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UJ Personnel
Rock processing: Frans Haarhoff and Leon Powell of Boschpoort-granite, Belfast
Structural engineer: Prof Pieter Pretorius
Graphic design and layout: Hester Roets
Brochure design: UJ Graphic Studio
Photographers: Adele Hamblin and Dawid Roux (Beeld)
Printer: Hillex
Translations: Prof Lionel Posthumus (coordinator) and participators
Language editing: Tisa Viviers and Fatima Velosa

Kring van Kennis

  • Willem Boshoff was commissioned by UJ to complete eleven granite 'denkstene' to celebrate the start of the new millennium. Entitled'Kring van Kennis' (Circle of Knowledge), these stones were adapted from the Stone Age to be discussed by the visitors in the new epoch.


    Each of the eleven contemplated stones represents one of the eleven official languages of South Africa in the form of texts in each of the eleven languages set into the stones.


    Similar to the stone circles of the Stone Age, the stones are scattered here - standing alone or in groups of two or three. Together, they form a full circle on the walkway between A Ring, the library and the immediate terrace adjacent to the large inner court and the fountain.


    Each stone is roughly circular with a diameter of about one meter. The stones are mostly knee-high, which is low enough for people to read the text and to offer seating. The orientation of the rocks in twos and threes allows for recreation and discussion, thereby becoming a type of 'academic chair' or 'seat', whereas the full circle symbolizes a circle of knowledge and deliberation.


    The stones have been placed in a way that allows for easy movement around them. They are out of the way of main pedestrian traffic and there is sufficient standing-room for the rocks to be appreciated. This allows visitors to choose whether or not they want to participate. During a time of repose at the Kring van Kennis, the view of the inner court and the series of the University buildings is breathtaking.


    The stones are black South African granite, which is durable enough to resist any wear and tear as well as exposure to the elements.




    Text has been set into the flat, top part of the granite rocks. About twenty inscriptions covering the theme of 'things that are worth learning about' are found on every stone or 'seat'. With the emphasis on knowledge, cognitive power, acumen and intelligence, typical University ideals are expressed and emphasized with -ology and -ism suffixes. In keeping with the patterns of the Western and African Stone Ages, the words appear in concentric circles.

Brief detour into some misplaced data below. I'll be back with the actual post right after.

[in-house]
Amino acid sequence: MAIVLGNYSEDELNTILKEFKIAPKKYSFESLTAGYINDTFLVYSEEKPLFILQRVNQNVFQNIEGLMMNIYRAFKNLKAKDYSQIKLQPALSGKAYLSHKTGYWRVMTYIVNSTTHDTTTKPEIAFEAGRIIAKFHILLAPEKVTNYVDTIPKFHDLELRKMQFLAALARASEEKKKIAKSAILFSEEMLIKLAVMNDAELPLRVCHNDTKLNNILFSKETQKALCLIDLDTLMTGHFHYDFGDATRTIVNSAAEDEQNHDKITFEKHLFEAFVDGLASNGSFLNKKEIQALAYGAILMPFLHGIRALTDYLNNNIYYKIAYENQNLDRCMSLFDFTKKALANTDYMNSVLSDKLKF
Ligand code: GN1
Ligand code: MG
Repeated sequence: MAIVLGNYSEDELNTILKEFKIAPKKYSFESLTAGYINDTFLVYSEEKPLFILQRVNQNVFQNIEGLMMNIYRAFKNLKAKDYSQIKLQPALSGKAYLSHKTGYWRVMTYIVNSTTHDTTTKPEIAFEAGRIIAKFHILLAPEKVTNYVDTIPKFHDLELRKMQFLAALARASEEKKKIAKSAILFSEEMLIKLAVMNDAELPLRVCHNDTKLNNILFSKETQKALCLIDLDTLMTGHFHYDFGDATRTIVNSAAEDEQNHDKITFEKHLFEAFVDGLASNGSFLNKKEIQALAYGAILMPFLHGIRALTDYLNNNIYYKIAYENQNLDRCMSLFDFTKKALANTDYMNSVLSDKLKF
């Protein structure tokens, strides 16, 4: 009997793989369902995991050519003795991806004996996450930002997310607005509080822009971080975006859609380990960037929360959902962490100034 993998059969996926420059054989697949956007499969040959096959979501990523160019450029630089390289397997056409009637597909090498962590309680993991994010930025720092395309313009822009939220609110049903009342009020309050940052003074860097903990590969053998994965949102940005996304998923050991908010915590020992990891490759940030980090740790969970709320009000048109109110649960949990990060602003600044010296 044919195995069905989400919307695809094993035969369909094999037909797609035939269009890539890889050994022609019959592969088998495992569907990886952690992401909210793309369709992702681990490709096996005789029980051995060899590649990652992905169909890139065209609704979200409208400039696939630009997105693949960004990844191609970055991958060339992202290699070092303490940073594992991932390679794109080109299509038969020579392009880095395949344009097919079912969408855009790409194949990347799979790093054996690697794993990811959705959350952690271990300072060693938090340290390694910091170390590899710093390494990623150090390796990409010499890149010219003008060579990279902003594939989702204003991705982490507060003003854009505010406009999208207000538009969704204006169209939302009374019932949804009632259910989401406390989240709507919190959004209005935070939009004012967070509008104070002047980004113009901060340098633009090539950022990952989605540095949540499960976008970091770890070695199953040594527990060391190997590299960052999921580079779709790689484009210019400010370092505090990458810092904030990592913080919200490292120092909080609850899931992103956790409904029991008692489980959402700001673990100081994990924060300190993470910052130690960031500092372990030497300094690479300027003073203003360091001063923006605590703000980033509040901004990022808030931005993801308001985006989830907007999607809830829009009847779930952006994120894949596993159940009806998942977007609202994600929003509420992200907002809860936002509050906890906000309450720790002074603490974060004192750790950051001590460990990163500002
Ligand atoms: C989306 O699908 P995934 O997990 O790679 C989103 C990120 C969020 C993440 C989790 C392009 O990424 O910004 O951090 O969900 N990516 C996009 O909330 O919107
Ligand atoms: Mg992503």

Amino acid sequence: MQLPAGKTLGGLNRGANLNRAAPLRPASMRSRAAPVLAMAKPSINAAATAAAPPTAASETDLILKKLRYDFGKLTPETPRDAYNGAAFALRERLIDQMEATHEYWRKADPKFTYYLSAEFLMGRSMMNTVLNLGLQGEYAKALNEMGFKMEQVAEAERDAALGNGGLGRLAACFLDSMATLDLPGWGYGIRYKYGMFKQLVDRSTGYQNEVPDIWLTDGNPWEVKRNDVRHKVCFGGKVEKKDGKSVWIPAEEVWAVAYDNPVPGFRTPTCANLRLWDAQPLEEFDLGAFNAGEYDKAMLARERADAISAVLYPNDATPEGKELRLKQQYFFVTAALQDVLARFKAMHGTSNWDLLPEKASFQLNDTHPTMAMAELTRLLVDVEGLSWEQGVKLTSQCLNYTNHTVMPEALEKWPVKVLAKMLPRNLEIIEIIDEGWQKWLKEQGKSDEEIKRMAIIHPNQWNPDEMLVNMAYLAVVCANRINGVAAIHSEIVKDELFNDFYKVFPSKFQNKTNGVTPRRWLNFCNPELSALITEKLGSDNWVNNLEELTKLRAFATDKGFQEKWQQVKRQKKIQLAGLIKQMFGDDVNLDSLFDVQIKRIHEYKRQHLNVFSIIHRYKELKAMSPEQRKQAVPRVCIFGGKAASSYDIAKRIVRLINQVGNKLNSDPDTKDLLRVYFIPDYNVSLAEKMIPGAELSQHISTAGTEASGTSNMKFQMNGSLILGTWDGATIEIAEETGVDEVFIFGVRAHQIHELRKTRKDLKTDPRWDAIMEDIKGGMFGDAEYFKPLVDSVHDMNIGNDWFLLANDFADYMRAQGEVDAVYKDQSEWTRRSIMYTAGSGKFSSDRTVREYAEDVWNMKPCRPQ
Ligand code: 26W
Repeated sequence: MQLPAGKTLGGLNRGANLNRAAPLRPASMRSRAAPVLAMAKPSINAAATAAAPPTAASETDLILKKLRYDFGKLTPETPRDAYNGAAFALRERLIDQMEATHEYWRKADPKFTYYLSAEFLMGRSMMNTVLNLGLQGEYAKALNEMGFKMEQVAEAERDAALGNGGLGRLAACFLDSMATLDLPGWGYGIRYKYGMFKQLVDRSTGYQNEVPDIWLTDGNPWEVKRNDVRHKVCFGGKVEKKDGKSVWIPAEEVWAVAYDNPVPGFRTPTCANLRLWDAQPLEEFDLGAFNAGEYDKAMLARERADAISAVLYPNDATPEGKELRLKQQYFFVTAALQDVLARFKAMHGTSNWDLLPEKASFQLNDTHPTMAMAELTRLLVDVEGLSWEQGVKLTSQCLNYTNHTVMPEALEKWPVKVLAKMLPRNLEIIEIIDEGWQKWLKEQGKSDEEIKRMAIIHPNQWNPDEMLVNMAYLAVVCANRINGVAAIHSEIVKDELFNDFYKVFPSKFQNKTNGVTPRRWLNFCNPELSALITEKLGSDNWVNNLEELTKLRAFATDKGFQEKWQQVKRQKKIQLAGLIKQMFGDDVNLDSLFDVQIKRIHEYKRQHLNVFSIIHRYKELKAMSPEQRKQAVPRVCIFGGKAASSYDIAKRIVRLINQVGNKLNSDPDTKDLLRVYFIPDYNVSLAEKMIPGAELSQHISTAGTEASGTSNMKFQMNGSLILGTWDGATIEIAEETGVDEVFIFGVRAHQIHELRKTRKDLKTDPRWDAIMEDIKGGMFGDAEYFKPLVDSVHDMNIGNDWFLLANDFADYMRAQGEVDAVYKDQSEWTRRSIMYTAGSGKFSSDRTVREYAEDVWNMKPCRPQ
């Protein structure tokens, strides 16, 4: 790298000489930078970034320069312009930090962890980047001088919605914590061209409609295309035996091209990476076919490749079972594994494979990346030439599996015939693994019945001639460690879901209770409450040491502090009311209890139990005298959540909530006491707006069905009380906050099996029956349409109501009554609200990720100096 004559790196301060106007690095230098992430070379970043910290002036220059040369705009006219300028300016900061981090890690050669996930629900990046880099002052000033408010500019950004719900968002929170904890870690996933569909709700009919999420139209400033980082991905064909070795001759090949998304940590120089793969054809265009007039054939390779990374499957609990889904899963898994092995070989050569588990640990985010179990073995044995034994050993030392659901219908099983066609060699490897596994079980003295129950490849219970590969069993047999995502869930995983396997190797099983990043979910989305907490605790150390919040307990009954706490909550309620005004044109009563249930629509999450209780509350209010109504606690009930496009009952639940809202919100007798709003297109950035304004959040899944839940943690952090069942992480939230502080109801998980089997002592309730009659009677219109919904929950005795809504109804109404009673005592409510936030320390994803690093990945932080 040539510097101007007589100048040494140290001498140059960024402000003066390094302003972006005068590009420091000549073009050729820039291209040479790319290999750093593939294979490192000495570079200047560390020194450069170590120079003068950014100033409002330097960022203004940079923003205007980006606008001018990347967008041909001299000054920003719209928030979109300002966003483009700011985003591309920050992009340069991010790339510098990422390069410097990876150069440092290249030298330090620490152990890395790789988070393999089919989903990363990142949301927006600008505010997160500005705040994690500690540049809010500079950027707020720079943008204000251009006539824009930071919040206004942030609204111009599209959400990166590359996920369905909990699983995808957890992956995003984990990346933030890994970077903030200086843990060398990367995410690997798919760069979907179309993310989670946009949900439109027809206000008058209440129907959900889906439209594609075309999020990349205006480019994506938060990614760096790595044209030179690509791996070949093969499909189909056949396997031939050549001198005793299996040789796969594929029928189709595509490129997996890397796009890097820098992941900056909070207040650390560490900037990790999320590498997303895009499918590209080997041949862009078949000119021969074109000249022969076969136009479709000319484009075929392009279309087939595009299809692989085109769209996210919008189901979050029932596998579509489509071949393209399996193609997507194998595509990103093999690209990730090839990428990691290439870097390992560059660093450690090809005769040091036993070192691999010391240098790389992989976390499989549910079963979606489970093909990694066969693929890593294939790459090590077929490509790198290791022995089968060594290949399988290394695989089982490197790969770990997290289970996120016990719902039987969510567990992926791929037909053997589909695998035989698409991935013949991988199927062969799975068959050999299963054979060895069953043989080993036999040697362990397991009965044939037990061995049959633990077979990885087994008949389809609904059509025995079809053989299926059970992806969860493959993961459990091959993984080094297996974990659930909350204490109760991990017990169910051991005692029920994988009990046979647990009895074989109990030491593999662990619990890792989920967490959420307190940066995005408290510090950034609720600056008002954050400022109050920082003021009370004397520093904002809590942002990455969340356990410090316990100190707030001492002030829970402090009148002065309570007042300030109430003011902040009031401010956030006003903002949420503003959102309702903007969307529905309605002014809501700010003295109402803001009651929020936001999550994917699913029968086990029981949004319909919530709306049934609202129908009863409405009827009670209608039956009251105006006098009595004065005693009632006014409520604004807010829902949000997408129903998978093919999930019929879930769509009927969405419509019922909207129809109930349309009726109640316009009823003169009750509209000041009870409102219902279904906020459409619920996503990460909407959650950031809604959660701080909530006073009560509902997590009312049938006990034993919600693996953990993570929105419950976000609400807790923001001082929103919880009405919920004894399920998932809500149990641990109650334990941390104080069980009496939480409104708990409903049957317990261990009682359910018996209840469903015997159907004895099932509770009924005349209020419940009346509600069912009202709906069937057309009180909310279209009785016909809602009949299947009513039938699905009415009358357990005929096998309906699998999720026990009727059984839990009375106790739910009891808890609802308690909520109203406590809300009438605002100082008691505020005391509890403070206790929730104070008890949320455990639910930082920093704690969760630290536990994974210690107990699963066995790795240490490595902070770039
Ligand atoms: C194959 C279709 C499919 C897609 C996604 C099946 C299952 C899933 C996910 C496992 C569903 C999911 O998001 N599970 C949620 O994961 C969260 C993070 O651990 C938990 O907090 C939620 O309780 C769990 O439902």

Boshoff began to develop the text more than ten years ago as a dictionary of 'impossible' English. This provisional dictionary has almost been completed and contains about 18 000 short essays about English brain-teasers that are so difficult that even English intellectuals will struggle to understand them. He consulted about 200 dictionaries and finally worked through the 25 volumes of the Oxford English dictionary word for word in order to develop all the 'unknown' and mysterious-sounding words, or word The definiendum, that is the keyword that must be explained, is in English or is translated from English, and the explanatory part, the definiens, is in one of the other ten official languages of South Africa.


    According to the artist, English is increasingly becoming the language medium of convenience in South Africa. This privileged position results too easily in denying the other ten official languages their role in practice, thus being neglected and even disregarded. The speakers of the other ten languages tend to make concessions and to learn English. The speakers of English are being accommodated to such an extent, given preference and even spoiled, and the other languages are being studied with greater r Boshoff says that in his work he attempts to reverse these roles of privilege and dependence in a relaxed atmosphere. The idea is to perplex the self-assured speakers of English with some of the most difficult English words in the dictionary. The speakers of other languages, who are also proficient in English in most cases, can then help the speakers of English to understand their own language, English, better.


    The same principle was applied to the artist's Blind Alphabet Project by giving the blind the "This work attempts to build a bridge between people who don't understand each other easily. Discussion, debate and ultimate understanding, within the framework of a philosophical game, encourage us to take note of the differences and similarities that exist between us - a knowledge that will lead to mutual respect of, and even admiration for, each other's inherent values. And eventually we discover each other. The 'circle of knowledge' then becomes 'that circle where we know each other'.



    The black granite used for the group of sculptures was taken from the Boschpoort farm in the Belfast district. From the outset, Frans Haarhoff and Leon Powell of Frans and Leon International Stones were closely involved in Willem Boshoff's stone sculpture of 33 tons. They also handled all aspects of the manufacturing process and the installing of the work.


    The artist's instruction was that the granite must be taken out of the mountain and processed into a tumbled stone format. The stones were drilled and blasted smaller, and a diamond sawing blade was used to remove undesirable corners or marks.


    Then the rock was eroded with a gas flame to obtain a velvety texture. The circles on the rocks were polished by hand to ensure that the text appeared clearly. The text was immortalized into the rock by means of a sand-blasting method.


    The stones were transported from Belfast on a gigantic truck in September 2000, and after coping with a number of logistical problems, they were moved into place with the aid of a powerful crane and forklift.

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